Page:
Stybar: Algarve win makes a big difference to confidence

Zdenek Stybar tried to win a race in every which way in 2018, but for all his wholehearted endeavour, the top step of the podium somehow eluded him in a campaign that saw his teammates rack up some 73 victories in total.

On the final stage of the Volta ao Algarve on Sunday, the Czech was riding in a supporting role for Deceuninck-QuickStep teammate Enric Mas and wound up helping himself to stage victory atop the Alto do Malhão. Cycling sometimes adheres to a curious old logic.

In each of the past two editions of the Volta ao Algave, Stybar had gone on the attack ahead of the final haul up the Malhão in search of stage honours. This time around, he marked Søren Kragh Andersen's attack with 20km to go on behalf of Mas and managed to stay clear to claim victory.

"It's traditionally a very tough stage. Every year it's the same, it's a really hard stage," Stybar said. "Last year and two years ago, I was in the breakaway, so this was the third year in a row. Two times they caught me up, but third time lucky and I could finally finish it off."

Stybar found himself in an enviable position when he tracked Andersen's move on the climb of Vermelhos. His teammate Tim Declercq was still up the road among the survivors of the day's early break, while Mas was poised in the yellow jersey group behind. Although Andersen made a couple of cursory nudges of his elbow, the Dane knew that Stybar had two cast-iron excuses not to contribute to the pace-making.

They were later joined by Steve Cummings (Dimension Data), and the trio would catch and then drop the early escapees as they barrelled towards the base of the Malhão, opening up a lead in excess of a minute over Pogacar et al. Andersen, now the virtual race leader, warmed further to his task and continued to power on the front, while Stybar held fire for the final ascent.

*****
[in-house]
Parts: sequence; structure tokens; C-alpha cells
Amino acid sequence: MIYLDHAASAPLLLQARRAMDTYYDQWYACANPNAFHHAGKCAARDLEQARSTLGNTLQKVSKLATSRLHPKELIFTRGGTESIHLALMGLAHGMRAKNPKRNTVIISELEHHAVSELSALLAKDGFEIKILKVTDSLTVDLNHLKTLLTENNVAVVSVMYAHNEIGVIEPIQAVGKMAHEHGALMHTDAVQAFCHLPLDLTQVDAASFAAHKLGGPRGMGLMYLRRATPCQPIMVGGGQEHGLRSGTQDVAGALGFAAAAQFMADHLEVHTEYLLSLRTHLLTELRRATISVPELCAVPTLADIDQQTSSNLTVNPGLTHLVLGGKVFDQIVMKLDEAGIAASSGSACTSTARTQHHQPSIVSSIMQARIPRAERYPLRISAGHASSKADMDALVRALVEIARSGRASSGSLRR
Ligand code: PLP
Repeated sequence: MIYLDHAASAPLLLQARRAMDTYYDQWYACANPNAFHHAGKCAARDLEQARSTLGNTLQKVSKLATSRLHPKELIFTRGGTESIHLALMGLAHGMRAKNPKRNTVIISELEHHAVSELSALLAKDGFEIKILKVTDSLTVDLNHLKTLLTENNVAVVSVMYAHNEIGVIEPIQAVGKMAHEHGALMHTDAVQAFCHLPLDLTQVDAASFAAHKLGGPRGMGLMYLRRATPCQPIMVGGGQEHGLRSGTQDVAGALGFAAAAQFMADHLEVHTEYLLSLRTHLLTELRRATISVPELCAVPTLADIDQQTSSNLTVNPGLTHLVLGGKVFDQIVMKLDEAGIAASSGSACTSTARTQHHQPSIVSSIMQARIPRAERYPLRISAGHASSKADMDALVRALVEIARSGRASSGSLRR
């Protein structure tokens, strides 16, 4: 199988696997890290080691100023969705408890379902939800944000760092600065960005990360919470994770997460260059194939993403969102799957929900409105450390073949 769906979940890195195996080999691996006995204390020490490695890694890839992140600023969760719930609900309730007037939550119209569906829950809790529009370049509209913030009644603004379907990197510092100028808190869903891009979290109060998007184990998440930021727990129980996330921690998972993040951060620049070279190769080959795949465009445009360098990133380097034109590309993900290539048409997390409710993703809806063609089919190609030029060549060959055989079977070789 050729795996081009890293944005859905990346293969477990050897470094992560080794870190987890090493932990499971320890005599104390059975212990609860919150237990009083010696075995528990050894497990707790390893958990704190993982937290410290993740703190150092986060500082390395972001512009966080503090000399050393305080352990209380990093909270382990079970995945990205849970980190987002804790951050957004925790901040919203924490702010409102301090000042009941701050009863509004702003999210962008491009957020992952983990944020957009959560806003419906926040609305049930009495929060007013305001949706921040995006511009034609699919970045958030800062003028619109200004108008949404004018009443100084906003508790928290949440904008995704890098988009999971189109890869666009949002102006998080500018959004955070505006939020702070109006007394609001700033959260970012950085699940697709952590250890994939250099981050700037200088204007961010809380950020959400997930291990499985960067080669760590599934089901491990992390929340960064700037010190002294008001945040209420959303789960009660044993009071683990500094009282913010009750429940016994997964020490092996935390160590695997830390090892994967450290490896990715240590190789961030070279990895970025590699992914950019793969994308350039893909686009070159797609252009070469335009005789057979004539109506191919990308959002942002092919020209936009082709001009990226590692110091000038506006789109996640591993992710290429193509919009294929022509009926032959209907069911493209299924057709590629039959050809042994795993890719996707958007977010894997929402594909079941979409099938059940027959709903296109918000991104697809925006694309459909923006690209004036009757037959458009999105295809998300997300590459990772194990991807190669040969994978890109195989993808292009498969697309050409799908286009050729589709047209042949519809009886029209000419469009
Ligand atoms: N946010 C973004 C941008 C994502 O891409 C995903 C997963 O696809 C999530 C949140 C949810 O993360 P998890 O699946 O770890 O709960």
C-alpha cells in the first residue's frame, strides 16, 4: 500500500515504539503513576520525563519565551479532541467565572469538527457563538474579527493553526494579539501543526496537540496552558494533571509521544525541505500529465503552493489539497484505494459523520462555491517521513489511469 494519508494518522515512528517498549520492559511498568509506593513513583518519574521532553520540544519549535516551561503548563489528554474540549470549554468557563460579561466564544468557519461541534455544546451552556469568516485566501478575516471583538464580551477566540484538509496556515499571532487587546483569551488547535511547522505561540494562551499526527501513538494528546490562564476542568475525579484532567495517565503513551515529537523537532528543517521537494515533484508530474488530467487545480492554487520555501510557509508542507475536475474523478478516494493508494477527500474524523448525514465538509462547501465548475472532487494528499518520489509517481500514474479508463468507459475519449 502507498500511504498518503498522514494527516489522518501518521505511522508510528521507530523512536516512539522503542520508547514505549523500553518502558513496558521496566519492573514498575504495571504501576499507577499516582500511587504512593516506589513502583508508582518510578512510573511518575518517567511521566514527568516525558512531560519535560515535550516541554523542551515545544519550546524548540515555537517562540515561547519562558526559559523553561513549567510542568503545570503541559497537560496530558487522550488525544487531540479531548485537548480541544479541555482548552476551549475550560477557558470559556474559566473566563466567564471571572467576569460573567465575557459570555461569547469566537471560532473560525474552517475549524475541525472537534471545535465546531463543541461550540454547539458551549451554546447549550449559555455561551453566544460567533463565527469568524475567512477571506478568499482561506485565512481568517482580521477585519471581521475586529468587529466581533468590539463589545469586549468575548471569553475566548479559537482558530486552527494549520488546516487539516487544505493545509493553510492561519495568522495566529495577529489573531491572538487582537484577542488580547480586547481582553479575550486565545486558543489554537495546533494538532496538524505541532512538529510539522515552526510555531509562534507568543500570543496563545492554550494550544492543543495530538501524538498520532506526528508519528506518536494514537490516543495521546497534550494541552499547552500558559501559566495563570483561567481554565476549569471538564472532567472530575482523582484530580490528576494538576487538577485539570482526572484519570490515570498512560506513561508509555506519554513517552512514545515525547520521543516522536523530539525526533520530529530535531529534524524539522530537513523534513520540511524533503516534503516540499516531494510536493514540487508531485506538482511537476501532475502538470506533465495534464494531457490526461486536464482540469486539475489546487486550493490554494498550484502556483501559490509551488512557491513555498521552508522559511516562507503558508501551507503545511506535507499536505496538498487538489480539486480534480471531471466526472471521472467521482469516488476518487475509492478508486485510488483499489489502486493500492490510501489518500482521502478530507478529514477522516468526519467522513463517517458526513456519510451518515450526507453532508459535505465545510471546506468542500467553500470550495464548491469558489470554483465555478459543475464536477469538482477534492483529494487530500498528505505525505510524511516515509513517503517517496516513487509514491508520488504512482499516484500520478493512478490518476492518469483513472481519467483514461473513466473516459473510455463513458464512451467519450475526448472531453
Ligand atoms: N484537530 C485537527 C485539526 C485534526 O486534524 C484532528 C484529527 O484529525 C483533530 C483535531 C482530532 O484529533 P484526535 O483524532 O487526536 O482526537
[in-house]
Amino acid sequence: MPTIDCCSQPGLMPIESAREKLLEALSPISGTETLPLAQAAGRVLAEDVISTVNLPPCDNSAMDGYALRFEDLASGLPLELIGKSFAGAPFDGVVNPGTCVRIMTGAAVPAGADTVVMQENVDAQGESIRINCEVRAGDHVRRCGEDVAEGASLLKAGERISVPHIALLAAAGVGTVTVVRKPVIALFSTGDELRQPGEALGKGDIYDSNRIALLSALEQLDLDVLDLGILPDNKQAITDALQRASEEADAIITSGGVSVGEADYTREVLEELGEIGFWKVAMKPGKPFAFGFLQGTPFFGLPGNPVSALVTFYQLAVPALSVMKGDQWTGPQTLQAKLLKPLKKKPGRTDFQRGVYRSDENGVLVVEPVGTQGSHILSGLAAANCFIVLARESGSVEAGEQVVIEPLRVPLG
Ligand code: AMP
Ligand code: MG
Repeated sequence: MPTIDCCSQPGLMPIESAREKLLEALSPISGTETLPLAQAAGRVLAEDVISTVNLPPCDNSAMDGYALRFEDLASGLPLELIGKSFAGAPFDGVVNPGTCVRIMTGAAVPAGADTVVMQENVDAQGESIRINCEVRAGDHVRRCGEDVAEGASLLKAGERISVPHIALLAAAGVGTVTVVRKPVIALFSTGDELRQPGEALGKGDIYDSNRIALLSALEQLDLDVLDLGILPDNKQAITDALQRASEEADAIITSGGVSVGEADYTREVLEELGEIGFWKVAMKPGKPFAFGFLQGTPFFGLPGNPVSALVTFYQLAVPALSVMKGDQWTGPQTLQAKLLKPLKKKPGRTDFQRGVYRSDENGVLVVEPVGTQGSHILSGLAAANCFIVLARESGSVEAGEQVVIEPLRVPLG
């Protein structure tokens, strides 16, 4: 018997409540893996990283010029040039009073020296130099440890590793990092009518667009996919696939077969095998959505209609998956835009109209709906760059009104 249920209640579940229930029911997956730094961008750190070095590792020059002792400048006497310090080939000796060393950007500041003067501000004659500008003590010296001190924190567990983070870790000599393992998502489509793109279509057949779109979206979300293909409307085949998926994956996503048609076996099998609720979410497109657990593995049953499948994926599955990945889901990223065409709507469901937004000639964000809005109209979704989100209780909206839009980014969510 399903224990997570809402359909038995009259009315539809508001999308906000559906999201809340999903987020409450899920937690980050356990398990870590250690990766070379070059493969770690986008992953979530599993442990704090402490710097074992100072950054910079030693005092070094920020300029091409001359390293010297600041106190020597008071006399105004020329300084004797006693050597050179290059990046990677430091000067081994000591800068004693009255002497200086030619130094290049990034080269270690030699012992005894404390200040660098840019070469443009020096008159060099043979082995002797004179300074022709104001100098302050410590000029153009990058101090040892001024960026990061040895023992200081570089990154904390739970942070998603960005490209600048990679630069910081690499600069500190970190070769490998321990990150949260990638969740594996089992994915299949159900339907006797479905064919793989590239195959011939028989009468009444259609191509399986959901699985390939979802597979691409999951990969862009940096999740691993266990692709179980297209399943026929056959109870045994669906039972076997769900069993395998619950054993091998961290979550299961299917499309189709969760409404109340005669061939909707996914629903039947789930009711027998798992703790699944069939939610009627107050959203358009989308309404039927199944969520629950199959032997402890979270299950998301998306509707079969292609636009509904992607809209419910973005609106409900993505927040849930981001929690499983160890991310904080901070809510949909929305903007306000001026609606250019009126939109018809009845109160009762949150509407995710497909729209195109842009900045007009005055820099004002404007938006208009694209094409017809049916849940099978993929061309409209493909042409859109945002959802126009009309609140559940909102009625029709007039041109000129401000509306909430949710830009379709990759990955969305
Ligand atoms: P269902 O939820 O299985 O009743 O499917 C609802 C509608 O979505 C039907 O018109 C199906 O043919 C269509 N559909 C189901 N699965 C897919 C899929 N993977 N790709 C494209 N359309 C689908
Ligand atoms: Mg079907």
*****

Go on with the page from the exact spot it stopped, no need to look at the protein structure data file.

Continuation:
"When I saw there was a move, I thought, 'OK, now is the time to go,'" Stybar said. "We also had Tim Declercq here in really great shape, so I knew I had a guy who could help me out. In that moment, I didn't really have to pull. I had there one guy in front of me and Enric Mas behind, so it was a perfect situation for me. I was just waiting.

"I knew that on this parcours it's really hard to chase down a move, and then on the final climb it was all or nothing."

Andersen's tempo on the lower slopes of the Malhão was enough to see off Cummings, but he was unable to shake off Stybar on the steepest part of ascent. Stybar bided his time until the road levelled off somewhat in the final kilometre, before punching his way clear on the approach to the line to win by three seconds. "I'm really happy that I could finish it off, it's a big reward for me," said Stybar.

Stybar's consistency was a notable part of QuickStep's dominance in the cobbled Classics last year, but although he raced with the same freedom as Niki Terpstra, Philippe Gilbert and Yves Lampaert, opportunity never quite seemed to fall his way. With Opening Weekend next on the agenda, he will hope victory in Portugal marks a turning point.

"I'm really happy I could finish it off this time, and it makes a really big difference for the confidence," Stybar said. "It's a confirmation of winter. The shape is there and now I have to profit from that in the coming races."

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Barry Ryan
Head of Features

Barry Ryan is Head of Features at Cyclingnews. He has covered professional cycling since 2010, reporting from the Tour de France, Giro d’Italia and events from Argentina to Japan. His writing has appeared in The Independent, Procycling and Cycling Plus. He is the author of The Ascent: Sean Kelly, Stephen Roche and the Rise of Irish Cycling’s Golden Generation, published by Gill Books.